Treatments for Epilepsy
Reviewed by: HU Medical Review Board | Last reviewed: May 2022 | Last updated: June 2022
Epilepsy is a type of seizure disorder in which nerve cells in the brain, called neurons, behave abnormally. Neurons normally create tiny electrical signals in a regular rhythm. These signals tell other parts of the brain and body what to do.
With epilepsy, neurons create too many electrical signals, too quickly. Some doctors describe this as an electrical storm in the brain. This storm causes a wide variety of physical and mental changes known as seizures.1,2
The goal of all epilepsy treatment is to reduce the number of seizures, avoid side effects, and improve quality of life. In some people, this goal is fairly easy to reach. For others, it can be challenging to find the right combination of prescriptions and lifestyle changes. The most common treatments for epilepsy include:2
- Prescription drugs
- Lifestyle changes such as a new diet
- Aids and support devices
Prescription drugs to treat epilepsy
Unlike some other health conditions, prescription medicine is usually the first treatment for someone diagnosed with epilepsy. There are dozens of different drugs prescribed for epilepsy seizures.
In general, epilepsy drugs fall into 2 types: broad-spectrum and narrow-spectrum. Broad-spectrum anti-seizure drugs treat a wide variety of seizure types. These drugs are prescribed for generalized seizures or when the seizure type is unknown. Narrow-spectrum drugs best treat focal seizures.3-5
Many people are prescribed a combination of broad- and narrow-spectrum drugs to control their seizures. Every person requires a unique drug regimen that is carefully tailored to their needs.3-5
To pick an anti-seizure drug, your doctor will consider several things about you, such as:3-5
- Type of seizure and type of epilepsy
- Other health conditions
- Pregnancy or plans for pregnancy
- Other medicines you take
- Potential drug side effects
- Lifestyle issues such as type of work or caring for small children
Epilepsy surgery removes a part of the brain where seizures occur. Surgery may be recommended for drug-resistant (refractory) epilepsy. This is epilepsy that is not controlled by medicine alone.
The goal of surgery is to stop seizures or limit their severity, with or without medicine. Some people may someday be able to quit taking their anti-seizure drugs and remain seizure-free.1
There are several types of epilepsy surgery. Each type is right for different kinds of seizures, areas of the brain, and ages. These surgeries include:6
- Resection surgery
- Laser interstitial thermal therapy (LITT)
- Deep brain stimulation
- Corpus callosotomy
- Functional hemispherectomy
Anti-seizure medicines do not always control someone’s epilepsy. Sometimes the side effects of these drugs cause significant issues. If epilepsy surgery is not possible or has not helped, neuromodulation may be an option.7,8
Neuromodulation devices send small electrical currents to the brain. These electrical currents make the brain work properly by overriding the electrical signals causing seizures.7,8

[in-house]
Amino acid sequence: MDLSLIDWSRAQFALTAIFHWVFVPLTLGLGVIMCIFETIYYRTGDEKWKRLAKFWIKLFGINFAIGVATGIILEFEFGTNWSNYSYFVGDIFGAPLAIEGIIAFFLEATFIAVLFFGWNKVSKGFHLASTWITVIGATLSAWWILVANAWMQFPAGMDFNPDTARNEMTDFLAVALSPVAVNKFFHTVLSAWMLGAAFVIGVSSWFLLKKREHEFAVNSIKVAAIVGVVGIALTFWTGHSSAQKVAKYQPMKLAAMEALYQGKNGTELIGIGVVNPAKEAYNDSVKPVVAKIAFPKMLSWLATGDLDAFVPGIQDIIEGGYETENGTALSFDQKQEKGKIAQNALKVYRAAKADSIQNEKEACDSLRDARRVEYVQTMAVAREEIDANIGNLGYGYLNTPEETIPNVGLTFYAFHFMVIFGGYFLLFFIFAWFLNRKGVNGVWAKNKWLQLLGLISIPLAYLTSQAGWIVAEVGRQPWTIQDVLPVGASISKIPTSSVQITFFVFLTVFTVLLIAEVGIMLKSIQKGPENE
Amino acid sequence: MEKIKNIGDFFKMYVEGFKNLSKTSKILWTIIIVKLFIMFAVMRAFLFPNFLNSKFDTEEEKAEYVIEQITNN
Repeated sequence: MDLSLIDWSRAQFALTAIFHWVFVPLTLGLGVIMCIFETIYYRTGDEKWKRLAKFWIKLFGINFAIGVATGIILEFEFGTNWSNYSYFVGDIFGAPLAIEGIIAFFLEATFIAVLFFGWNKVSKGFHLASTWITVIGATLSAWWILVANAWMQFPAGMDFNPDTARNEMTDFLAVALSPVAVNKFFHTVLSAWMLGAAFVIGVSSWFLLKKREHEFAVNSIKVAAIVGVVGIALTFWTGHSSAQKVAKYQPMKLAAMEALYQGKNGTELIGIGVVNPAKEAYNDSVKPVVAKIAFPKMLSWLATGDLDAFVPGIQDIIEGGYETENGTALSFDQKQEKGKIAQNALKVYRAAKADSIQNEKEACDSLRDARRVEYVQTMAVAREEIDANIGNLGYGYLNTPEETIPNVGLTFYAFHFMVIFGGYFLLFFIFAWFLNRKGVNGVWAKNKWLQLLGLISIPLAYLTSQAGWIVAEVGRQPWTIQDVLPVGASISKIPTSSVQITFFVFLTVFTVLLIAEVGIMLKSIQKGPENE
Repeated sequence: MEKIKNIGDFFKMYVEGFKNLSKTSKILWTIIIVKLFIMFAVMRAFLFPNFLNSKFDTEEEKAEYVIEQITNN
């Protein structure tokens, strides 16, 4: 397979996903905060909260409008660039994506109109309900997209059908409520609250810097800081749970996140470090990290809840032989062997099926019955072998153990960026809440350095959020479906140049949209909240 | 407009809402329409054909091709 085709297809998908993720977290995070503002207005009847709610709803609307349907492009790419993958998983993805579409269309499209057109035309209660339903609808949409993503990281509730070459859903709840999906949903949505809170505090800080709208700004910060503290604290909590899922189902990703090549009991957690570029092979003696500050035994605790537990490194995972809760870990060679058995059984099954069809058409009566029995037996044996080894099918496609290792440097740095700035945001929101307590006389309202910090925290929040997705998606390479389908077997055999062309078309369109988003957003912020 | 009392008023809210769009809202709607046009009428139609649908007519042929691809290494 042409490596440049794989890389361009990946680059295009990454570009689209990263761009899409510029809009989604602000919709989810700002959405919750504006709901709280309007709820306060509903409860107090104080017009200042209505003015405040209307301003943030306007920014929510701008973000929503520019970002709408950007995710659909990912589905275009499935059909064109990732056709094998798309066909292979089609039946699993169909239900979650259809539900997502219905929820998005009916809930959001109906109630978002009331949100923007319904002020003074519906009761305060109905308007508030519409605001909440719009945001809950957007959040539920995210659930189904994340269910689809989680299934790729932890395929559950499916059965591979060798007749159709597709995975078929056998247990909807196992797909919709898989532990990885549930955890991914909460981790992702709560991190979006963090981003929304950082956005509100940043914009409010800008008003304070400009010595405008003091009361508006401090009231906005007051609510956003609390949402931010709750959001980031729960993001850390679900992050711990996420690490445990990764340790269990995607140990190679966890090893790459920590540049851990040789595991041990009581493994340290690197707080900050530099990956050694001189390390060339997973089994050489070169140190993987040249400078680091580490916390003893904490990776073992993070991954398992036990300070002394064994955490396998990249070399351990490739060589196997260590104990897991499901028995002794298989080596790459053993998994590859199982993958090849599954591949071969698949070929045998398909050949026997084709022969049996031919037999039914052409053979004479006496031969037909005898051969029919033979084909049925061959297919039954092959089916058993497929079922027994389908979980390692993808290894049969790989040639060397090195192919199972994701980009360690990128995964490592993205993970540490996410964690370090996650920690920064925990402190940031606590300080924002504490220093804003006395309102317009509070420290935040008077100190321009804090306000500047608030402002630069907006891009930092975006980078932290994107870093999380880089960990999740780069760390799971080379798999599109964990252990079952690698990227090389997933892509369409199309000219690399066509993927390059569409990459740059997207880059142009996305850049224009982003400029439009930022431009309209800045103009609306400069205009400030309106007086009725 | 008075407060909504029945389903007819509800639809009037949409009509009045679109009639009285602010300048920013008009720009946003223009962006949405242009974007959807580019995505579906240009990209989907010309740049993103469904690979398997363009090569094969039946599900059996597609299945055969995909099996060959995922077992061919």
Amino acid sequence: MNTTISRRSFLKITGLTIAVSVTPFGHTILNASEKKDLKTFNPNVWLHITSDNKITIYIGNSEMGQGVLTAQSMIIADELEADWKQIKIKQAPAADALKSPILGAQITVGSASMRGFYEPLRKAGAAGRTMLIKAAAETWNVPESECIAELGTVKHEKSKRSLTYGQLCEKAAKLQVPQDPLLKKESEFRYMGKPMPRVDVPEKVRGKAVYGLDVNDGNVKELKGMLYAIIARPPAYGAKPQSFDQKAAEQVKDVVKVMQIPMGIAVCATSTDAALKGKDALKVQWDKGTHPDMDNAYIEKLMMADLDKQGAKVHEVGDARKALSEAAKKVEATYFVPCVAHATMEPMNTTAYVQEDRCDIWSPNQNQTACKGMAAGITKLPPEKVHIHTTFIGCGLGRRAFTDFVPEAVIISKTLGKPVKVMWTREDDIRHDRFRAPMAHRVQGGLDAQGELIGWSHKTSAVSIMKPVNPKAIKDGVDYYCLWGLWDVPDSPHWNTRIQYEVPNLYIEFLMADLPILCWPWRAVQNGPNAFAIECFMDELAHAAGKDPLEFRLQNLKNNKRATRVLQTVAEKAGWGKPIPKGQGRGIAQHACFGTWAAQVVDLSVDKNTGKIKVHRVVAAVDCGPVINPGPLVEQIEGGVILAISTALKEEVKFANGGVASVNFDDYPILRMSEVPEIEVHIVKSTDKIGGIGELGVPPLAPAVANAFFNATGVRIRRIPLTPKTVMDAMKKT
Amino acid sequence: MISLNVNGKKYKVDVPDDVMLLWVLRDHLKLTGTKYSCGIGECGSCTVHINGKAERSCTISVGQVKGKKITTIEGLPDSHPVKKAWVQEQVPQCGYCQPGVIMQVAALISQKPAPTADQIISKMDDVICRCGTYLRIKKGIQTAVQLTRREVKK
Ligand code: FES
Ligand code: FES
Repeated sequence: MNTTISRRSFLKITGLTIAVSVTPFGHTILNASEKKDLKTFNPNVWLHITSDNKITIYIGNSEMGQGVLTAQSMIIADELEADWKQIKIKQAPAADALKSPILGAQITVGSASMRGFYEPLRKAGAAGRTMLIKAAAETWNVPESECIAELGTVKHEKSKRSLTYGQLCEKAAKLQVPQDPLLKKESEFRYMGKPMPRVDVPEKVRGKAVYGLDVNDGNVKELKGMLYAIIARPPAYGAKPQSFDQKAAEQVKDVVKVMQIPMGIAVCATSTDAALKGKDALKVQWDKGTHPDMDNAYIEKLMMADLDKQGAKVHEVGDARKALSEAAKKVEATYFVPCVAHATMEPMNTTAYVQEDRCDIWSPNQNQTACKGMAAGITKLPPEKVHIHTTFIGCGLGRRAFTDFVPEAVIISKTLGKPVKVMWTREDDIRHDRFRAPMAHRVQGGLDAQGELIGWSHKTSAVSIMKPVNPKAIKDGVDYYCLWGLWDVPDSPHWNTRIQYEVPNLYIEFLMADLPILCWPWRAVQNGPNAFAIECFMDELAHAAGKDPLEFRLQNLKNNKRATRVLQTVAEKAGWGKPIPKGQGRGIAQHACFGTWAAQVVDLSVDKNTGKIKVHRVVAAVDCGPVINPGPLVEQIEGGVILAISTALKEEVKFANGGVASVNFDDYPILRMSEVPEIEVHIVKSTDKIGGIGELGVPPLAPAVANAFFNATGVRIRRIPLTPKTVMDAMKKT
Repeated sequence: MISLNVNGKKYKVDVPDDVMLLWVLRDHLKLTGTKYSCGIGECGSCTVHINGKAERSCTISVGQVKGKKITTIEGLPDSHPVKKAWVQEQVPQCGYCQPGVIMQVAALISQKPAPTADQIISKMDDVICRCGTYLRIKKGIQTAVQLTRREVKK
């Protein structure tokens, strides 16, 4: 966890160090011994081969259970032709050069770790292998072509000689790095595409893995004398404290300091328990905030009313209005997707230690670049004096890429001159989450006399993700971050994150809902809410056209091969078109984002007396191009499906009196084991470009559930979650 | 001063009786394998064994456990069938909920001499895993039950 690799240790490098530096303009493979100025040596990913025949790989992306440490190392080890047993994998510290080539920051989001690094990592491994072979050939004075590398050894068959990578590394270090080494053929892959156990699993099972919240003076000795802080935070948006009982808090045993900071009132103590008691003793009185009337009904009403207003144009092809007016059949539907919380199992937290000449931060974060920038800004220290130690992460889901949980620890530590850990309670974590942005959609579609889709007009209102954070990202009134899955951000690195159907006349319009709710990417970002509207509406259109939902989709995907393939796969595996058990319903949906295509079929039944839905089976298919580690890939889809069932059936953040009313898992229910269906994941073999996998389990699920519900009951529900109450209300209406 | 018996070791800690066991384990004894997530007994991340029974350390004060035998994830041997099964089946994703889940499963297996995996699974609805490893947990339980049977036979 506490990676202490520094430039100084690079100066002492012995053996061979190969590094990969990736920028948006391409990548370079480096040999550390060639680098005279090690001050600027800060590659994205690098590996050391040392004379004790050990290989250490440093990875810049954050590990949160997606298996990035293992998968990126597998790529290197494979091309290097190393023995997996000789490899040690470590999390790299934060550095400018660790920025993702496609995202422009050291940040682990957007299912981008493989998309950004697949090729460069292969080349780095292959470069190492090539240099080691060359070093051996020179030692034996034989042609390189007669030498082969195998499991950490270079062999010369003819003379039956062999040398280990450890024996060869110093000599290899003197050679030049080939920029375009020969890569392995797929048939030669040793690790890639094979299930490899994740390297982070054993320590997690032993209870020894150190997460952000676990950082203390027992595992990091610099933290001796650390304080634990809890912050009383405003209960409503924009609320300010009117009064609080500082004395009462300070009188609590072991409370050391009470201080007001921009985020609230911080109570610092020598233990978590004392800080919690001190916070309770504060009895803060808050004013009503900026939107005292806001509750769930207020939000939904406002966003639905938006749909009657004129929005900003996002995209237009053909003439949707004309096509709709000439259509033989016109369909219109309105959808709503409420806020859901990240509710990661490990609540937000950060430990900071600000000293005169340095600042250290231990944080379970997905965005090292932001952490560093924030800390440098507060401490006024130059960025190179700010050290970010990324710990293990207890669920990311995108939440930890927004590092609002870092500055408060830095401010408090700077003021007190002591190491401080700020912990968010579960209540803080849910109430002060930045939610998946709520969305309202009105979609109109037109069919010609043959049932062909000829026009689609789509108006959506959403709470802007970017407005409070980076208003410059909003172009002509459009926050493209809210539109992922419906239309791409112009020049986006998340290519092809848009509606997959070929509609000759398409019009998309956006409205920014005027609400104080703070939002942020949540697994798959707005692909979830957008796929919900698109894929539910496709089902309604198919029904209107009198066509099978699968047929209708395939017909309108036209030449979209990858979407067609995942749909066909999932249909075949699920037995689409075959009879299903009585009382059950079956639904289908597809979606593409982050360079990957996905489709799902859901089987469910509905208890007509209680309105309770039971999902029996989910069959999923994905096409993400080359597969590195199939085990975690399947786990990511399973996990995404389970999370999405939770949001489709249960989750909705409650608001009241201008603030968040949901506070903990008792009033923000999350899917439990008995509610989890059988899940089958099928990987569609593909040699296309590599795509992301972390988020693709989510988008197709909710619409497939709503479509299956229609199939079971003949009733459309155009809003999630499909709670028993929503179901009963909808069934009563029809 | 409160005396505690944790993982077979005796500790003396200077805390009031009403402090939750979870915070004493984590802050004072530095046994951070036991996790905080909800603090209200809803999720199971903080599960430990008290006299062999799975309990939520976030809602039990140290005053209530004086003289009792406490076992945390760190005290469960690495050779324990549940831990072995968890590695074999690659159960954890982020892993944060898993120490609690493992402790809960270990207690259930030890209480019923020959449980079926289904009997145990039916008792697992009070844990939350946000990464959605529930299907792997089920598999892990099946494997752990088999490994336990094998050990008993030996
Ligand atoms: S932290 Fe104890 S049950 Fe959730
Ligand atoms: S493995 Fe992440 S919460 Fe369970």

There are 3 main types of devices sold in the United States:7,8
- Vagus nerve stimulation (VNS)
- Responsive neurostimulation (RNS)
- Deep brain stimulation (DBS)
Each of these devices works slightly differently. Each is implanted during surgery.
Lifestyle and diet changes
Everyday things you do, such as eating, exercising, and sleeping, can impact how often or how severe your seizures are.
There is no cure for epilepsy. But lifestyle changes let you exert some control over and play an active role in managing your condition. Some common changes are:9.10
- Learning your triggers and avoiding them
- Keeping a seizure diary
- Taking your medicine without missing any doses
- Changing your diet
- Avoiding alcohol and illegal drugs
- Exercising safely
- Avoiding infections and treating them early if they occur
- Managing stress
- Getting good sleep
- Making it easier to remember to take your anti-seizure drugs
Aids and support devices
If you have epilepsy, you probably take medicines to control seizures. You may have had surgery too. In addition, there are many aids and devices people use to improve their safety.
The most common epilepsy aids and devices include:9,10
- Medical IDs
- Medicine reminders
- Alarms and monitors
- Safety pillows
- Seizure alert dogs
Non-medical treatments for epilepsy
Herbs, vitamins, yoga, and meditation are popular. However, anti-seizure drugs are sensitive to other substances you may take. Other prescriptions, over-the-counter drugs, and supplements can increase or decrease the amount of anti-seizure medicine in the blood and brain. This can lead to more seizures or side effects.
Still, people with epilepsy may take supplements or use holistic methods to relieve stress and other health conditions. Generally, exercise, yoga, meditation, and massage can be used without harm. You should always check with your doctor before trying any new non-medical treatment. You should inform your doctor of all non-prescription supplements you are taking.11